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Volume 1, Number 1, Jan/Feb 2000

Building for the Future: Connecting up with High School Mediation Program Alumni

While the number of mediation programs at colleges and universities is growing rapidly, with well over 200 programs now up and running, the number is no where near that of high school mediation projects, which number in the 1000's. Each year students with mediation training and experience graduate from highschools across North America, and many of them go on to college. Unfortunately, there is no system currently in place to help these skilled conflict resolvers hook up with budding or even well-established college and university mediation initiatives and conflict studies programs, and much less to find each other on large university campuses. I believe it is now time for the higher education conflict resolution community to do a better job welcoming the high school mediation program alumni in their midst.

With this in mind, Campus Mediation Resources and the Higher Education Focus Project are interested in helping to build a national networking system for high school mediation program alumni. The details of how this might best be accomplished are still quite sketchy, however, and we are looking for help and ideas. I (Bill Warters) have had preliminary conversations with Heather Prichard, Director of the Conflict Resolution in Education Network (CREnet), and she agrees that the idea is timely and of real value, and she has offered to support the initiative in whatever way CREnet can within the limits presented by their admittedly small staff and already rather full agenda. CREnet and its predecessor NAME have been pioneers in the K-12 conflict resolution efforts, and thus NAME/CREnet members could play a vital role in helping to identify recent and soon-to-be-graduating high school peer mediators and help feed them into a higher education support network.

We also need to identify and consider the interests of peer mediation program alumni themselves. These may include, for instance, access to information on degree programs in conflict resolution at the undergraduate level; scholarships for conflict resolution students; opportunities to participate in on-campus or on-line conflict resolution skill-building and skill-maintainence sessions; information on existing campus mediation programs and how they can get involved; models and strategies for setting up new mediation initiatives at campuses that are lacking them; and opportunities to identify and then meet other conflict resolution trained students on their college campus. Other ideas may surface as well.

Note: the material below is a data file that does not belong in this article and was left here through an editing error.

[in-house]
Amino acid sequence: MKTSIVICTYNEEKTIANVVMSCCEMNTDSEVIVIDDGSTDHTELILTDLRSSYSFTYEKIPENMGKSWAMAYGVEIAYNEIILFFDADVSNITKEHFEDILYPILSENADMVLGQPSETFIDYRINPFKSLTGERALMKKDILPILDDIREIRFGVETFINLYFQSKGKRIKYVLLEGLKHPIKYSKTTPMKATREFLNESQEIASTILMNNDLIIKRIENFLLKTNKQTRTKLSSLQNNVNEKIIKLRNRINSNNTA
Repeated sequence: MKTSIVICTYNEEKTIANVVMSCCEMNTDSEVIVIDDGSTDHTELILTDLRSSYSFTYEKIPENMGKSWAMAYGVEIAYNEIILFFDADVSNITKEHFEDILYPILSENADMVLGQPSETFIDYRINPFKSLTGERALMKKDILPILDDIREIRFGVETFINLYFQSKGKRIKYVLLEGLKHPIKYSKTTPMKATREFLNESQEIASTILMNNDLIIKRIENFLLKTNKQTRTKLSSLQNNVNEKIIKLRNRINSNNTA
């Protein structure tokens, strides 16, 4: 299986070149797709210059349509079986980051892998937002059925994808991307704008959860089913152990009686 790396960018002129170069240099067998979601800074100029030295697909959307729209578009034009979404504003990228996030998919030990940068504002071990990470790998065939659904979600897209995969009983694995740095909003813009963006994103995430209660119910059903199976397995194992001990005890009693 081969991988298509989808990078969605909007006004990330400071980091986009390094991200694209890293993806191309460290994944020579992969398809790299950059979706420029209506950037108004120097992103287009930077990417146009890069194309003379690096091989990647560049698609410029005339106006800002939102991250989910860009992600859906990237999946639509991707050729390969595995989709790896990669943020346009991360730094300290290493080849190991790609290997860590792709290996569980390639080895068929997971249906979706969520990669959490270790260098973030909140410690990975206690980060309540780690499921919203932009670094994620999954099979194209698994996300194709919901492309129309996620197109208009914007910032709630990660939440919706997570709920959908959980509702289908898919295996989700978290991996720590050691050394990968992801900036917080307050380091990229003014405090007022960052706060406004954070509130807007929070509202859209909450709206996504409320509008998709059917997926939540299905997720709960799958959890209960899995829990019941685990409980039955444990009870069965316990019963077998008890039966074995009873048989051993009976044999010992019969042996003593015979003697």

Existing conflict studies programs and higher education mediation projects may also have interests that a network could help address. These may include access to potential students who will major in their area if they are informed about it; links to existing campus student "sub-cultures" that peer mediation program alums have integrated themselves into, and which might be used to help increase the use of mediation services on campus; a source of volunteers to work in campus mediation programs, or to serve as coaches at mediation trainings; potential trainers for conflict resolution service-learning projects going into local schools; and other ideas I haven't yet imagined.

If you are interested in getting involved somehow with building a new network along these lines, and especially if you are a high school mediation program alumni or a person with access to funds that might support such an initiative, please send me a note indicating your interest. Mention any ideas you might have about what is needed and how we might get started most effectively. Also, if you are an alumni, please be sure to indicate this in the newsletter subscription and registration form used to sign up for the Conflict Management in Higher Education Report. Finally, please consider joining us in the higher education events of ADR Cyberweek, where we can begin to explore these ideas together in some more detail.

By working together, I believe we can significantly strengthen the growing conflict resolution in higher education community, and in the process help better the living and learning climate on campuses across North America.

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Page last updated 11/27/2005

A project of Campus Conflict Resolution Resources.
Supported by a FIPSE grant from the US Department of Education
and seed money from the Hewlett Foundation-funded CRInfo project.


Correspondence to CMHE Report
(Attn: Bill Warters)
Campus Conflict Resolution Resources Project
Department of Communication
585 Manoogian Hall
Wayne State University
Detroit, MI 48201.

Please send comments, bug reports, etc. to the Editor.

© 2000-2005 William C. Warters & WSU, All rights reserved.